Lamella Flock

cita_LamellaFLock2010_photoAndersIngvartsen__MG_0072

Lamella Flock investigates new possibilities of creating freeform structures in wood. Where this is at the moment achieved through the use of resource heavy production techniques using glue lam, complex joints, and 5-axis milling our research shows that freeform surface structures can be constructed by the use of straight beam elements. To achieve this we have utilized the principles of the traditional Zollinger lamella construction in combination with a non standardized production. Challenges arise from the complex interdependency of beam elements in the structure, and the non-linear relationship between requirements of structure, material and production. We propose an approach that utilizes principles of self-organization. This led to the development of generative digital tools that are informed by the physical 1:1 output including structural analysis, production and material knowledge. These constraints loop back into the structures geometrical setup.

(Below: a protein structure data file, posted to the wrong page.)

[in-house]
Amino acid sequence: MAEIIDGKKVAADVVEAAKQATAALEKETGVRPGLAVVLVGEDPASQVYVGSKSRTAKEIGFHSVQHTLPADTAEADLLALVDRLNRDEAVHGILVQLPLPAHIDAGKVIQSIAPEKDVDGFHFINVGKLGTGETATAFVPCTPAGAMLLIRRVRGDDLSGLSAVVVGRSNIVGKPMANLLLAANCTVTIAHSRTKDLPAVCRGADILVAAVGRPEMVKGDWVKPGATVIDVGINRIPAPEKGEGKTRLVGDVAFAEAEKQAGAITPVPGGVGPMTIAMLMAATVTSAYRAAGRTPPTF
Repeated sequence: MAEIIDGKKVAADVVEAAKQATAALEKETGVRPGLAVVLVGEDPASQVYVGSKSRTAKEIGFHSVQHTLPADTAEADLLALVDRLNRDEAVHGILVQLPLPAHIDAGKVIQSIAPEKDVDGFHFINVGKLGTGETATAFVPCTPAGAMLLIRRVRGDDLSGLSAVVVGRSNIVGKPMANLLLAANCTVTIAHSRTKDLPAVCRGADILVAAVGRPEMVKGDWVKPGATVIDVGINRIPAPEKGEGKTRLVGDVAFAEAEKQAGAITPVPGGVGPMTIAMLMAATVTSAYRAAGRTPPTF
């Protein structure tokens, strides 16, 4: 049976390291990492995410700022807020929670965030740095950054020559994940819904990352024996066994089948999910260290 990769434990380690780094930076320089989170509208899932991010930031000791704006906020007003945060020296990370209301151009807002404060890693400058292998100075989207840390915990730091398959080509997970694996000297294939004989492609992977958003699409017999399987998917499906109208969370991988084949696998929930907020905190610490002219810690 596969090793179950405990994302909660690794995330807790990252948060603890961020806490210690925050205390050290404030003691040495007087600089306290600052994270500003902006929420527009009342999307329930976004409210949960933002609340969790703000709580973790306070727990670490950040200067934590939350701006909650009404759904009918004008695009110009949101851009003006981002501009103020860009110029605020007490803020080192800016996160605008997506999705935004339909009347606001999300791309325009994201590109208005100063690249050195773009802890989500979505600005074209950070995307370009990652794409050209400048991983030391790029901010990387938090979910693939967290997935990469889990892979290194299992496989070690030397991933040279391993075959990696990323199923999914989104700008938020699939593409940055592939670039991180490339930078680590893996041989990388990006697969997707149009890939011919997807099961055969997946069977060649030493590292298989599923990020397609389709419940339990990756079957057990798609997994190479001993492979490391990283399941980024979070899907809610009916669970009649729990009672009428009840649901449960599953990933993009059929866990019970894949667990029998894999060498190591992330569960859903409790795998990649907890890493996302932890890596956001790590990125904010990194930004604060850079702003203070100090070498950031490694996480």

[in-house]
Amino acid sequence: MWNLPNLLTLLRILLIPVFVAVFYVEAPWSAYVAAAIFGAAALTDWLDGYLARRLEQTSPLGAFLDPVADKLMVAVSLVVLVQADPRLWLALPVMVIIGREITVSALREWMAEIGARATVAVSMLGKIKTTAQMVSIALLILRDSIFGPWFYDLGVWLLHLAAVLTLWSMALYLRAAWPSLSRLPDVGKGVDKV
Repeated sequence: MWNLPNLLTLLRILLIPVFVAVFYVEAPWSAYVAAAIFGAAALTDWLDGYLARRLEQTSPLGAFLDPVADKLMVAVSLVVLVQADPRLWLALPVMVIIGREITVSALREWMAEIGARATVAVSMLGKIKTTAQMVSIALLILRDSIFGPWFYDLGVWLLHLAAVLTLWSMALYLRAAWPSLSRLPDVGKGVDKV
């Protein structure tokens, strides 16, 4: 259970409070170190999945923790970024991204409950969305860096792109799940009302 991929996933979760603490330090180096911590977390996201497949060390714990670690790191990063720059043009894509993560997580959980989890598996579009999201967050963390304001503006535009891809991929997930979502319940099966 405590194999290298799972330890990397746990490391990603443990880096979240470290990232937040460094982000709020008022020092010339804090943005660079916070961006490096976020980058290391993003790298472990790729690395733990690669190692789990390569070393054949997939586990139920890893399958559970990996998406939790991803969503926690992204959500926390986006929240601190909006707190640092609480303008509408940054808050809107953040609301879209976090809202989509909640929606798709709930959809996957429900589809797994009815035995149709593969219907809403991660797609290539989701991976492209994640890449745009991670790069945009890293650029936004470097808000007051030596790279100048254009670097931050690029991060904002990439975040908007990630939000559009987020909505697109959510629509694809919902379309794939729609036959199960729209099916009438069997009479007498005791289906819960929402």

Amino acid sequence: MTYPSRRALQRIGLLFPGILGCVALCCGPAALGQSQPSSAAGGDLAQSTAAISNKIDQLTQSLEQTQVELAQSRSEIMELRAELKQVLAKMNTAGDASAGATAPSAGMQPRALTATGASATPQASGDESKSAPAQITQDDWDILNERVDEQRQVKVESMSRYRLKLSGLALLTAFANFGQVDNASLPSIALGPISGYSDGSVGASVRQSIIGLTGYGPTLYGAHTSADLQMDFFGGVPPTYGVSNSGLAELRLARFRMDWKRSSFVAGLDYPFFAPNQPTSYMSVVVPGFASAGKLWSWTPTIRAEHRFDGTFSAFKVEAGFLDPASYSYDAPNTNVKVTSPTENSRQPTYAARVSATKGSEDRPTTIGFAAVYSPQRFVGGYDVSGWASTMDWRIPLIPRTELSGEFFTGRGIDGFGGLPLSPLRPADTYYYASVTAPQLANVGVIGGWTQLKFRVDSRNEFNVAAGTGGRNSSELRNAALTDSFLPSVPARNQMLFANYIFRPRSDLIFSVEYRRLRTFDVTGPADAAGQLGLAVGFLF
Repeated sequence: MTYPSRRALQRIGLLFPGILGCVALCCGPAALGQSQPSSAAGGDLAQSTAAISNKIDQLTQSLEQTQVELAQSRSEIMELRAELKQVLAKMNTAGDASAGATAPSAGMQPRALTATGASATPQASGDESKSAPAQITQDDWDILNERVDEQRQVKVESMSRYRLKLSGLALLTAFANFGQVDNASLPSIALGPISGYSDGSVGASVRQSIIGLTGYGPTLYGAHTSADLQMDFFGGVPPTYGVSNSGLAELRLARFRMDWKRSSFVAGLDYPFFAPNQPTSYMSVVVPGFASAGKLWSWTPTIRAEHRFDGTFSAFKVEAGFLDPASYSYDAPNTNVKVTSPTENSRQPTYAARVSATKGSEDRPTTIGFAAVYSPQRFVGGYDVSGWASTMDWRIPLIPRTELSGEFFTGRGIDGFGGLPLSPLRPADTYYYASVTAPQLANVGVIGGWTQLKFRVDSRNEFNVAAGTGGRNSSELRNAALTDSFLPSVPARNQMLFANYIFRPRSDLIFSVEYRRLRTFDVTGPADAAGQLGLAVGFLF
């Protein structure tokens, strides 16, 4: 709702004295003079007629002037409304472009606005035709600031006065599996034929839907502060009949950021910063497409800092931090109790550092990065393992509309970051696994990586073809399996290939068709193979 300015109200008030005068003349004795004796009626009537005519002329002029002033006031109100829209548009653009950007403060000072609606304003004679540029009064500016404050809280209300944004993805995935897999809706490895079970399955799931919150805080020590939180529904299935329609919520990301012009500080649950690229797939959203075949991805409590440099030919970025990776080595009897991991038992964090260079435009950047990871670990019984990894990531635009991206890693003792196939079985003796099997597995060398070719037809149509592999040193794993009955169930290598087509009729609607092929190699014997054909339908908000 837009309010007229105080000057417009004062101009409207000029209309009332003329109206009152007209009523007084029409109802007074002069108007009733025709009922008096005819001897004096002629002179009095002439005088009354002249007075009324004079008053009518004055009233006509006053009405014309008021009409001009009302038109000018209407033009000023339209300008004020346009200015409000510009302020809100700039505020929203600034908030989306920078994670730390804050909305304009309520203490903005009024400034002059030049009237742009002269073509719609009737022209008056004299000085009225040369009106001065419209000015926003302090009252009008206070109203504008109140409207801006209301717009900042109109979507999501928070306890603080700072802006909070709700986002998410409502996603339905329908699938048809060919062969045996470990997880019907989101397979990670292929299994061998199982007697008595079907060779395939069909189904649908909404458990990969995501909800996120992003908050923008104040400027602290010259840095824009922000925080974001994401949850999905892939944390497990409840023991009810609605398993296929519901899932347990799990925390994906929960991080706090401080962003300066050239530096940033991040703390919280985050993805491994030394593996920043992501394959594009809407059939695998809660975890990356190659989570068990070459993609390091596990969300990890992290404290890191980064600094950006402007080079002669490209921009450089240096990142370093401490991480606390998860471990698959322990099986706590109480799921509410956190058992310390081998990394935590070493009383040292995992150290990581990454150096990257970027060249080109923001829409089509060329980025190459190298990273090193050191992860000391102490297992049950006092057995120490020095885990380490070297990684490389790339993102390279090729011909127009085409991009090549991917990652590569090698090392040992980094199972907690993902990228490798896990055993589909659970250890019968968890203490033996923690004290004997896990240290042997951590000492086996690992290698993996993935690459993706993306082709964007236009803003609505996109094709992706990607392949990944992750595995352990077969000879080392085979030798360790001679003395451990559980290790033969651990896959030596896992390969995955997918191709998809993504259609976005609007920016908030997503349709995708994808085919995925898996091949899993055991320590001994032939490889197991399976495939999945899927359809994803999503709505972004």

Through the integration of this recursive feedback level the projects discussion is widened to the question how computational tools can help designers in the future to deal within an ever growing amount of complexity and integrate bottom-up design approaches. The project contributes to the future use of Wood as one of the few truly renewable building materials – in terms of both materiality and contemporary digital production process. Our research has shown that complex wood structures can be efficiently made and assembled using short straight beams. The key was the combination of traditional wood techniques with advanced computational methods. 2010

cita_LamellaFLock2010_photoAndersIngvartsen__MG_9878

cita_LamellaFLock2010_photoMartinTamke_IMG_9830

cita_LamellaFLock2010_photoMartinTamke_IMG_0773